Gen Z is coming-of-age. They’re entering the workforce en masse and bringing with them new approaches, new priorities, and new attitudes towards their careers and what it means to network.
Networking, traditionally, was something done by buttoned-up professionals saying things “my people call your people,” and the like. More recently, it became all about your online presence. The value of your network, then, became synonymous with your number of followers on LinkedIn, Instagram, facebook, and Tik Tok.
Experts agree, both networking methods (i.e. fully offline and fully online) are now either extinct or, at the very least, obsolete.
2023 is a new era - and the name of the game is hybrid networking.
The emergence of hybrid networking, and Gen Z’s preference for it, reveals that things have come full-circle. The jury is out, and it’s finally clear that online and offline are salt-and-pepper: They play better together.
But what does this mean? What are the implications of hybrid networking? And how can Gen Zers succeed in this new environment.
First, a quick definition: Gen Zers, for our purposes, are people born on or around 2000. So as far as career paths these are young people either entering the workforce for the first time, or they’re very early professionals…Okay, back to networking tips.
Quality professional connections are more important than quantity for a few reasons. First, it is typically more beneficial to have a few strong relationships with people who are knowledgeable, trustworthy, and have a strong network of connections themselves, rather than a large number of weak or casual relationships. These strong connections can provide valuable advice, support, and opportunities over time.
Additionally, it can be more time-consuming and difficult to maintain a large number of professional connections, especially if they are not particularly meaningful or relevant to your goals. It is often better to focus on building and nurturing a smaller number of high-quality connections, rather than trying to maintain a large network of superficial contacts.
Overall, having a few strong professional connections can be more beneficial in the long run, as they can help you grow and advance in your career, while also providing valuable support and guidance along the way.
"Less is more" is an important rule for professional communication because it helps ensure that your message is clear, concise, and easy to understand. In today's fast-paced business world, people often have limited time and attention, so it is important to be able to convey your message effectively and efficiently.
But this is also an important note related to hybrid networking. Say LESS online, and rely on speaking for yourself MORE in-person. In other words, if someone wants to connecting with you (and they live in the same city, etc) tell them a bit about yourself, a bit about what you do, and then (if you’re comfortable) jump to meeting up with them in-person. Suggest a simple coffee shop meet-up. The nice thing about in-person interactions is that it’s much, MUCH more clear when you’re saying too much. Just pay attention to your listener. If they start looking bored, or agitated, or whatever, slow down, finish your point, and that’s that. Alternatively, if you’re being interrupted and stopped short, this is a whole different story and can tell you either something about the person you’re interacting with or, possibly, about yourself (a difference only determinable by one's own self).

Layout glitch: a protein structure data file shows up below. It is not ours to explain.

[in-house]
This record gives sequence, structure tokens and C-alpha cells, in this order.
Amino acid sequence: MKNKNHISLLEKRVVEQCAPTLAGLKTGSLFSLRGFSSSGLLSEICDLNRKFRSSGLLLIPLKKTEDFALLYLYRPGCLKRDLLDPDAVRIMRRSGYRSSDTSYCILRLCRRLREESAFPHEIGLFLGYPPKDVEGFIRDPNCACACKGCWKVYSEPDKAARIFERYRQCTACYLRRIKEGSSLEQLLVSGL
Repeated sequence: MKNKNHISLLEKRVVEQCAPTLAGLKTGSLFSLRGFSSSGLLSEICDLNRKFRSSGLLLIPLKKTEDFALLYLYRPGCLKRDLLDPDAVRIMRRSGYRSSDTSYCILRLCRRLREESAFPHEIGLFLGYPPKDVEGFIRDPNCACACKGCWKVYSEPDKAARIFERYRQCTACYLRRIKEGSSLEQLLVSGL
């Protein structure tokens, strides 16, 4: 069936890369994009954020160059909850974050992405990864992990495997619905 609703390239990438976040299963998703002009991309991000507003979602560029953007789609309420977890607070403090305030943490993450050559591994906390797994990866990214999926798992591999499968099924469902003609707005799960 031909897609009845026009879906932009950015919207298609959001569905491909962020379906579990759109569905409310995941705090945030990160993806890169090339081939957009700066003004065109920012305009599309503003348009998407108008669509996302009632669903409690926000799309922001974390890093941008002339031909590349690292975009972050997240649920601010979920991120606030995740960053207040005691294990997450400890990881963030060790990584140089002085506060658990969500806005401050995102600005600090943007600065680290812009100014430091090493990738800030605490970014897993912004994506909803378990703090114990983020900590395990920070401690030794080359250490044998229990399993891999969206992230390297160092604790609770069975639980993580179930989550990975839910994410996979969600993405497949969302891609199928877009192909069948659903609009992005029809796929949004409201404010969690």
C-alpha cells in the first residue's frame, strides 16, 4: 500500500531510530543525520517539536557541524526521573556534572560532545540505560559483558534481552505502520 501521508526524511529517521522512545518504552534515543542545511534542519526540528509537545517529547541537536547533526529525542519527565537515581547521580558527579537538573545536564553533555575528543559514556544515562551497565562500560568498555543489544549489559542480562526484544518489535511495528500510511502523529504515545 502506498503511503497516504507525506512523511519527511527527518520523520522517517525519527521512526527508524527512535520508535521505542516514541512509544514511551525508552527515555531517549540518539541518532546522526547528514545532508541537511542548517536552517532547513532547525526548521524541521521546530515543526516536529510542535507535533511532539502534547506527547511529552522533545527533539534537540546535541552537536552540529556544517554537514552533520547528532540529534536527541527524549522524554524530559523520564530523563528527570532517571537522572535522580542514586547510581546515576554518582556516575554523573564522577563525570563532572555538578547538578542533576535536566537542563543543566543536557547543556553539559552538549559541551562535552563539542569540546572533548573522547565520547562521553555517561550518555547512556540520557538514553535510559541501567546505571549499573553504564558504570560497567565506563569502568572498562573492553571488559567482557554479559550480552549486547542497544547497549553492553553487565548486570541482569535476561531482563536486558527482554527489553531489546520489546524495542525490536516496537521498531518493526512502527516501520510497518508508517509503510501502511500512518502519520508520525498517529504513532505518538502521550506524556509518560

But note also that you shouldn't think of in-person meetings as merely an effective way to bowl someone over with your wonderful personality. Go into in-person meetings with in the intention of exploring the reality of working with someone. See how they make you feel and how you make them feel. Go in with good intentions, send out good vibes, and you'll know.
On the flip side, if you’re on the job hunt and a recruiter offers the chance to meet them in-person. You should jump at it! Even IF this reflexively makes you nervous since you may not be used to such in-person professional interactions. It’s FINE, if you’re nervous - but it’s still something you should do. At the very least you’ll learn something about yourself.
Of course, yes you can use social media to help you network and land jobs. You can also build your own personal website, which often shows a lot of initiative and impresses perspective employers. Either way, use your online presence to:
There’s no substitute for in-person networking events. There are plenty of these types of events that are actually fun and interesting, not just ego-fests. Look up something local, or something based around a topic that you find interesting and then GO. Don’t overthink it, just set the intention that you’re exploring and trying something new. Do your best to bring a good attitude and be kind to the people you meet and you simply never know what positive things can result.
As for landing jobs, in-person events are key to hybrid networking:
This isn’t a cliché. It’s a deep truth. Recruiters and executives have seen a million people try to be someone they’re not. There is simply no point in trying to carbon copy what you think someone wants you to be. Instead, do your best to present yourself in an honest and authentic way when you’re meeting someone, and when you’re in private, do your best to build yourself into the greatest version of yourself. And the best way to practice authenticity? Simple, yet not always easy: You genuinely try for your best, and to try your best to do right.
Good luck Gen Zers - your future is bright! andPoplis here to help…P.S. Check out our digital business cards, they're great for networking (both online and offline), as well as for quick contact exchange at in-person events, and many other things.
by Gerald Lombardo February 06, 2023 5 min read
by Gerald Lombardo February 03, 2023 4 min read
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